Manchester against Police Pursuit

Ian Parker reports from an impressive public meeting organised by the Northern Police Monitoring Project.


The meeting took place on Tuesday 13 February on a cold drizzly Manchester evening; outside, with a candlelit vigil, and then inside the Friends Meeting House. Organised by the Northern Police Monitoring Project, the Upper Hall was full, and lively and grieving the deaths of young people killed by police, and angry. Around eighty percent of those attending, and the whole of the speaker platform were women, something significant here in the mobilisation of families to speak out and take action for their loved ones, most of whom were young men. The names of those who had been killed in police pursuit were read out at the vigil and we chanted “We will remember them” after each name, and then inside the building, after a warming drink, there was discussion of where to go next with the campaign.

Northern Police Monitoring Project meeting.
Northern Police Monitoring Project meeting

There has been a shocking rise in deaths at the hands of the police during pursuit in Manchester since the pandemic, one speaker suggesting that it was during that time, precisely when the streets were emptier and there was little to occupy the police, that they began to target young people, many black and all from working class communities. There was discussion during the meeting of the way that short coroner’s inquest meetings saw police mocking and scoffing and lazily reading from prepared scripts, with contempt for those who had died.


The #EndPolicePursuits Families Campaign demands are that they call for: immediate end to systematic over-policing of racially minoritised and working-class young people by road traffic officers; immediate prohibition of police initiating pursuits for non-violent offences and minor traffic violations; recording and transparent publication of traffic stop data; overhead motorway signs to be changed when police pursuit enters the motorway system; officers to carry out their duty of care and to prioritise the safety of the public; and state agencies and investigatory bodies to hold the police to account.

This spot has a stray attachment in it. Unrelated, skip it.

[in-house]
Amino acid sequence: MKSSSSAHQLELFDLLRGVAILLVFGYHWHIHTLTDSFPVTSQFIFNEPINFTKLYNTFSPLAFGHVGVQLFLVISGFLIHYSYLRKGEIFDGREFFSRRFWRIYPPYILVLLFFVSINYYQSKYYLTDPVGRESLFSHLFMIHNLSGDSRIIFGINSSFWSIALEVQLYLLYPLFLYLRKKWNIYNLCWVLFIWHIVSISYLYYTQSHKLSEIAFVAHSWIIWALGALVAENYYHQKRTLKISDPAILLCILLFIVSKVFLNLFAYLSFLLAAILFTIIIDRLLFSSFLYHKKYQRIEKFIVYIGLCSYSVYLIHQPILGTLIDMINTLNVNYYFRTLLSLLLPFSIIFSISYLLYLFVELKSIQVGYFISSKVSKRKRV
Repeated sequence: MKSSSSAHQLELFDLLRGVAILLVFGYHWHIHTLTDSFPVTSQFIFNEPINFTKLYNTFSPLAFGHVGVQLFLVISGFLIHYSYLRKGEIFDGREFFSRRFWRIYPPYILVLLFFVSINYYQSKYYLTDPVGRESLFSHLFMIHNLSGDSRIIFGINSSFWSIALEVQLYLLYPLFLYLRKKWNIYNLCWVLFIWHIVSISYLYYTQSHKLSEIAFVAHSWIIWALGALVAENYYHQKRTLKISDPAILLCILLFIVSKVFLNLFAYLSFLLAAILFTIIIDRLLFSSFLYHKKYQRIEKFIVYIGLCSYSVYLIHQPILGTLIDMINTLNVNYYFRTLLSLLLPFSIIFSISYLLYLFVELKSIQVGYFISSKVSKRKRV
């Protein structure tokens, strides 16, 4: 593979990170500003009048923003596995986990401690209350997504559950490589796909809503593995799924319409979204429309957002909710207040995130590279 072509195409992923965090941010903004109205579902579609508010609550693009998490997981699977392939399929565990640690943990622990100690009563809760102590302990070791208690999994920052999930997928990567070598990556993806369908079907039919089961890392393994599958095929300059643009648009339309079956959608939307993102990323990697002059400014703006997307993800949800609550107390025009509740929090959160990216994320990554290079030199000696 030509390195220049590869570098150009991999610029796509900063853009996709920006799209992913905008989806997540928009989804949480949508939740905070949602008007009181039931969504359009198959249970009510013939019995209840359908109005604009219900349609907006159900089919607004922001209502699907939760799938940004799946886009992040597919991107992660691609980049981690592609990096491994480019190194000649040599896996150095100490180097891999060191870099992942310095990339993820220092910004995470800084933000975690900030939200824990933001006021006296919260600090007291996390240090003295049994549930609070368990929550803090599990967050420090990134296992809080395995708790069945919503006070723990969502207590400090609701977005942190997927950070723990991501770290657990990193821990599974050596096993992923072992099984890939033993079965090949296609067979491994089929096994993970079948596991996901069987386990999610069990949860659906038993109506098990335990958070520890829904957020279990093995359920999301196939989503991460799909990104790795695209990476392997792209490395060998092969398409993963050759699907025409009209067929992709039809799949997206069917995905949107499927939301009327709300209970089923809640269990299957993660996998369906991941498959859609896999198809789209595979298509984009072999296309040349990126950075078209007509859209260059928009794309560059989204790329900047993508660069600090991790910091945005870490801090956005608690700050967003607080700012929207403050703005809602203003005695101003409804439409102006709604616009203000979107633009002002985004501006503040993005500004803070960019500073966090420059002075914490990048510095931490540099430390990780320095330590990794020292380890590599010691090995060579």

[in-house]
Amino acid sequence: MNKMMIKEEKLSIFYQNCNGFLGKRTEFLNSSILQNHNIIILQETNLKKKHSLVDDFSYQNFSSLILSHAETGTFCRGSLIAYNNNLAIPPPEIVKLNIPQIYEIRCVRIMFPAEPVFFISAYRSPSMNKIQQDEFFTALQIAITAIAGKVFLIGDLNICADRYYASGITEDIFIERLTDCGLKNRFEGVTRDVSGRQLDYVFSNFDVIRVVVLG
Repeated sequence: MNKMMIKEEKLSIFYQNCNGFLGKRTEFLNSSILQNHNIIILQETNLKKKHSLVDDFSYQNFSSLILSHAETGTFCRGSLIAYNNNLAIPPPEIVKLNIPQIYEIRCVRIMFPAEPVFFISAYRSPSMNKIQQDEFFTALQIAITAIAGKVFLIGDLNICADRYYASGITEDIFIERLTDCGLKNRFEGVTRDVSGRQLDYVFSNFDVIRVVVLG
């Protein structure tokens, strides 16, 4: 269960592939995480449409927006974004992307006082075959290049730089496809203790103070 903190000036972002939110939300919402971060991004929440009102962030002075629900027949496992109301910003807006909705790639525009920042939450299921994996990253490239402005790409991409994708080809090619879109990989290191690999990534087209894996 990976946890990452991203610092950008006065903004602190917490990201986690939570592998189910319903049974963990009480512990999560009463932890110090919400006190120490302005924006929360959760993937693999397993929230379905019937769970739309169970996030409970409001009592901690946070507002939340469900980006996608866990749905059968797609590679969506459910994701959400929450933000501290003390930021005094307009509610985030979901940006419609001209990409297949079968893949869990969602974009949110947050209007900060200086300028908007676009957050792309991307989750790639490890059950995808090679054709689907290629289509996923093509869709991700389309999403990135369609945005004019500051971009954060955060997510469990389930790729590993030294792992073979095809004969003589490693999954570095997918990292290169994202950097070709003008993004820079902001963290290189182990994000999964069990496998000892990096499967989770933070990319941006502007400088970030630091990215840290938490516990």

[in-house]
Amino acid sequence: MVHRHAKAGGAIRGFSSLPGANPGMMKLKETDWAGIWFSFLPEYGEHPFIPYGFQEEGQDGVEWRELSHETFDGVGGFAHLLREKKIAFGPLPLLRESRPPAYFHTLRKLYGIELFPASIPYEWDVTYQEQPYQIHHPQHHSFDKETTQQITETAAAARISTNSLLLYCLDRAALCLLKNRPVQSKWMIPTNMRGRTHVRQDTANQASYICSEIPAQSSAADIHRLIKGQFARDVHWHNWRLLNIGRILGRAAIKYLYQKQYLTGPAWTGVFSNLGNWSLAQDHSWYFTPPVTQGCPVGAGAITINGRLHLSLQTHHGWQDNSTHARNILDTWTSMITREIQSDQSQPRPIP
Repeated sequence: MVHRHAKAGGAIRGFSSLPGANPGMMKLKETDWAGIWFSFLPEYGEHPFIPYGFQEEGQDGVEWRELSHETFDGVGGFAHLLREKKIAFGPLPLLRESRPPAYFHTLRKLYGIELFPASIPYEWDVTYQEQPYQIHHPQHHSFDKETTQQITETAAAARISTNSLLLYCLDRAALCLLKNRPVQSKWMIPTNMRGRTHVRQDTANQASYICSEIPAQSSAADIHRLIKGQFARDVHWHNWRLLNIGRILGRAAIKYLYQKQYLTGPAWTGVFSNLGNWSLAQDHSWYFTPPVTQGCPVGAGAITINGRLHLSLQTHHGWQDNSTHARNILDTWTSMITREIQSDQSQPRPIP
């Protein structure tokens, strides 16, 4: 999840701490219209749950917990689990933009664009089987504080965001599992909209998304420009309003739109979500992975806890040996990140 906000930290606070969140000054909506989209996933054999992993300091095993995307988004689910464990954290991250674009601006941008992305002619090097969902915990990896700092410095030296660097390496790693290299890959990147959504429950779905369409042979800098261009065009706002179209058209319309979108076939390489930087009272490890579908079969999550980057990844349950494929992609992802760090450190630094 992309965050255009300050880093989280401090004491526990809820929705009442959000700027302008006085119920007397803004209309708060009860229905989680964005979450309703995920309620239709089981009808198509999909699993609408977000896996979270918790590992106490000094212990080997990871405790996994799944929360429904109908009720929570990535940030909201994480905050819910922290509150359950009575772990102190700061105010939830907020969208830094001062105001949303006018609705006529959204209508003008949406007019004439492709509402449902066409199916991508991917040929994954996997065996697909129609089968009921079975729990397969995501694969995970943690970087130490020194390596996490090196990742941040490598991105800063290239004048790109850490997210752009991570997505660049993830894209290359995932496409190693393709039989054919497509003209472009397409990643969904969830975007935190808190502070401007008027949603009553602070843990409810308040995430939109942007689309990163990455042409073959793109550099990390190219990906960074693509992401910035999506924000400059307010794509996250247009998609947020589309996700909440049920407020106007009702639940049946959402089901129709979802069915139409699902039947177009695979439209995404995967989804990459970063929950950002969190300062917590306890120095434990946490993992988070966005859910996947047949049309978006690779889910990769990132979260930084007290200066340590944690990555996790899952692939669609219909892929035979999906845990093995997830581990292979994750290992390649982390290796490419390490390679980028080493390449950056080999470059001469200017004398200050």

The scale of the problem was driven home to those who attended right at the beginning of the evening when a family was late to the vigil after they had, once again, been stopped by the police! The anger among the families that evening was evident, and the organisers took care to put support in place to handle the distress that was very evident. Red Clinic operatives had been invited to the meeting to provide emotional support, if it was needed, and there was an invited poet as well as contribution from a solicitor who has been involved in some of the cases, and there was time for break-out activities, for action.

Linking actions

At the vigil during our minute of silence we could hear, from over at the either side of Manchester Central public library, the sounds of chanting from the latest in the series of Palestine Solidarity demonstrations, and there was acknowledgement of this in speeches by organisers; the racism and class oppression experienced by the families present was, one speaker said, also to be seen in Gaza. The poet ended her time inside the meeting by reminding us of what was happening in Gaza, with a poem from a young Palestinian and then her own poem in response.

Northern Police Monitoring Project vigil
Northern Police Monitoring Project vigil

The NPMP magazine Reflections and Resistance, makes the links clear on the cover, with slogans from “Black Lives Matter” to “Kill the Bill” to “Defund the Police” to “Cops off Campus”, to “End Prevent”. This was very different from many left-group-dominated meetings in Manchester. It was a real mobilisation of people speaking out, working through their pain and hatred of authority, and doing something about it together.

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Ian Parker is a Manchester-based psychoanalyst and a member of Anti*Capitalist Resistance.

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